“Self harm is an inherent problem within prison. There is not the required amount of beds in institutions that can look after the mentally ill and the courts will put them into prison. My job is about public protection. By locking those people up the public are protected.”

For many overcrowding is just a word. For Daniel, it’s a cell inhabited by three people who sleep, eat and go to the toilet in one room.

“Triple cells? Are they inhumane? Yes. They're just horrible. You've got three grown men in a cell, what size are we talking about - 12 by 8(ft)? Two in bunk beds, one in a single bed. It's a nightmare scenario. You've got a toilet that's detached, it's horrible. The honest truth, it's degrading. Are we going to do anything about it? No.”

For the Howard League the problem with overcrowding is clear; Prisons are inherently more dangerous, the situation becomes more terrifying, and rehabilitation goes out of the window, with prison staff just focusing on managing numbers and preventing riots.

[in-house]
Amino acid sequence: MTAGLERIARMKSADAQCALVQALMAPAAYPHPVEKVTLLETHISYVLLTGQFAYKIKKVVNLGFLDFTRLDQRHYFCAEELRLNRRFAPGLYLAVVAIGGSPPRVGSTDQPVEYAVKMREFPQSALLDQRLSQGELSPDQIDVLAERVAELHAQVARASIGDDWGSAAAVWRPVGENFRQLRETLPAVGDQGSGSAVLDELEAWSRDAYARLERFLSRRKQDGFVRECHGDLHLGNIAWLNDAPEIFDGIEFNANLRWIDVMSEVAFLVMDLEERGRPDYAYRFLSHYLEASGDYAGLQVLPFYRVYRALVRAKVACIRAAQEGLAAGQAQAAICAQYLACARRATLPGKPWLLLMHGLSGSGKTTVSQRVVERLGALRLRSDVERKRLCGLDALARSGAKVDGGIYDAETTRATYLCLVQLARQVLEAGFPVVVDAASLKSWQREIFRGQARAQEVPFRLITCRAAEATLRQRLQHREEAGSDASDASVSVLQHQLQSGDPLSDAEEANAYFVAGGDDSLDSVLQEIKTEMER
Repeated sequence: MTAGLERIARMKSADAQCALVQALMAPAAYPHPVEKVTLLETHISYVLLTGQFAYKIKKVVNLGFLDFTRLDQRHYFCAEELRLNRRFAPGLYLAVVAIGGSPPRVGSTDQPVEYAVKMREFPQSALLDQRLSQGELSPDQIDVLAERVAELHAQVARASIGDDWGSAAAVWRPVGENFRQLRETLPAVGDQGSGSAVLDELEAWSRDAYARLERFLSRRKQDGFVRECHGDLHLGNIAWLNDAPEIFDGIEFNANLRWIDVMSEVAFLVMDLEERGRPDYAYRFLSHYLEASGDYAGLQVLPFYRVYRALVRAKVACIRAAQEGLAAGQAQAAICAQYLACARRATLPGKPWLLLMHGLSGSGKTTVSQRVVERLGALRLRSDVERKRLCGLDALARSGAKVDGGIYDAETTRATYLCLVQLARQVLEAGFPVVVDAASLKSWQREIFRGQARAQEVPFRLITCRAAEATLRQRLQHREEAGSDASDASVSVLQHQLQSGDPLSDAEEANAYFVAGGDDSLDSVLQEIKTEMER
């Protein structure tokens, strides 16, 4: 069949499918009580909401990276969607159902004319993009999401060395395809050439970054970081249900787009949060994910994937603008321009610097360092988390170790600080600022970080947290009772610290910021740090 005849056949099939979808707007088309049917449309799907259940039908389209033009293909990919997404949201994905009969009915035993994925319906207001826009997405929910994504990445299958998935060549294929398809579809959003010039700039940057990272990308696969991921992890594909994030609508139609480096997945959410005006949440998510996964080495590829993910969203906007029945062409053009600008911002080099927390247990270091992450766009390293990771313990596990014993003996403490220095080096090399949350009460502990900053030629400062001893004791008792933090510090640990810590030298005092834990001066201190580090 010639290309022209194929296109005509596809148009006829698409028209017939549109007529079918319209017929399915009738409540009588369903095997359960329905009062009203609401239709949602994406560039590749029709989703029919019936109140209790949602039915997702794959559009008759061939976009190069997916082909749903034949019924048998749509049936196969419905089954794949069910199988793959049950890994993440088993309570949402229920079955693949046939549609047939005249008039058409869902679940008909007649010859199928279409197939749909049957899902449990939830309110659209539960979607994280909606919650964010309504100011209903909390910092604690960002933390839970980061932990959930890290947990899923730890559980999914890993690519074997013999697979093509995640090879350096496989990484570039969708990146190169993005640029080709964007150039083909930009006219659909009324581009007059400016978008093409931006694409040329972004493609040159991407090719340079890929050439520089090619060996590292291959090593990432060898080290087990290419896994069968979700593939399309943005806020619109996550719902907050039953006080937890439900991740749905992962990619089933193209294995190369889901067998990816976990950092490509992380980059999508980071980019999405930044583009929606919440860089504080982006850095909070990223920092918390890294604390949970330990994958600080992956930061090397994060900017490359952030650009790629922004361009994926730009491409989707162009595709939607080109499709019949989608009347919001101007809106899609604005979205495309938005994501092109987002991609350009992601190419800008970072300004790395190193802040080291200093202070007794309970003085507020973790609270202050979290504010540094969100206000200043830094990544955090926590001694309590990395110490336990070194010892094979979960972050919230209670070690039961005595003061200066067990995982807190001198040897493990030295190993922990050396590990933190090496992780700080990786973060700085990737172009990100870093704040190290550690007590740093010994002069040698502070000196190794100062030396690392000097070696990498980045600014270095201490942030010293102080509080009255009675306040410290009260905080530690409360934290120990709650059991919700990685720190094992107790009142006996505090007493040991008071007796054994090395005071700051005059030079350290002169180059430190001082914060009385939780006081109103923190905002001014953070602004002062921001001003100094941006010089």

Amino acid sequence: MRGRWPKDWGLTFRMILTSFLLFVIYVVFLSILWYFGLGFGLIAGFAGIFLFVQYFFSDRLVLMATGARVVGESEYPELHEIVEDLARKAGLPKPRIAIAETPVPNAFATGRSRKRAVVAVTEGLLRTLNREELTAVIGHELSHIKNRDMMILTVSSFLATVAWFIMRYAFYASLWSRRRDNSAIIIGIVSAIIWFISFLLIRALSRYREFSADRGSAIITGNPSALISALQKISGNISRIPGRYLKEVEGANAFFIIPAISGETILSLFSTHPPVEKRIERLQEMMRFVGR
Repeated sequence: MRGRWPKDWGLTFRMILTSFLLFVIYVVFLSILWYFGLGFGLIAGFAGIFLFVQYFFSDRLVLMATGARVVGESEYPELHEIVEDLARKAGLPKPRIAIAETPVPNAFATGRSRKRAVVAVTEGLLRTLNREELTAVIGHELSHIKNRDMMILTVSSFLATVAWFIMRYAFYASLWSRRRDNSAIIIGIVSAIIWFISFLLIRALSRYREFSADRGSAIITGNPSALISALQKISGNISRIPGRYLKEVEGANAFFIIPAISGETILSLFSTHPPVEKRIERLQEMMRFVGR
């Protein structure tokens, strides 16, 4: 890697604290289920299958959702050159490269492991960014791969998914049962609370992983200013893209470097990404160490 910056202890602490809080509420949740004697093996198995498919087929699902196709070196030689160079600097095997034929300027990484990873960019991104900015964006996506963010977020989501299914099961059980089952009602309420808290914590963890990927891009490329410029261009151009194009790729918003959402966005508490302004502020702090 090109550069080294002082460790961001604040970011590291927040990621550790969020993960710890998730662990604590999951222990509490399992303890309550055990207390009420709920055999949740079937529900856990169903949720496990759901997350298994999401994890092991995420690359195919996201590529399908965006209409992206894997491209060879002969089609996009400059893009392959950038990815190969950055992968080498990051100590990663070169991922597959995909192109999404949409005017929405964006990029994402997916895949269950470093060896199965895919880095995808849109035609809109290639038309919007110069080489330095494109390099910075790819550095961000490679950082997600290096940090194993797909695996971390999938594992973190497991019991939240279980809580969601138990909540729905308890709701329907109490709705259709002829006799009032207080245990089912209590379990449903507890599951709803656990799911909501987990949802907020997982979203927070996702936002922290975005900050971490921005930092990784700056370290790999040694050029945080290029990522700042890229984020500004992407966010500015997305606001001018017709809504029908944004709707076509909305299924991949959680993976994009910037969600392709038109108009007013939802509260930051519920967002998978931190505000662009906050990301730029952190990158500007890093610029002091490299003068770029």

And they’re finding alliances with individual officers, and some in the POA who are calling for change. For Valerio, "money dictates much more than the health and safety of everyone that lives and works in a prison.

“It actually says on every prison officer’s warrant card - as you would expect police officers to have a warrant card we have one too - it says our purpose is to serve and protect the public by leading those in our custody to have more law abiding and useful lives. That just doesn’t happen. It just doesn’t happen.

"They don’t get encouraged to lead useful and law-abiding lives because we are not actually encouraged to encourage them so it’s sort of contradictory even from the outset of what the primary objective of the prison system is.”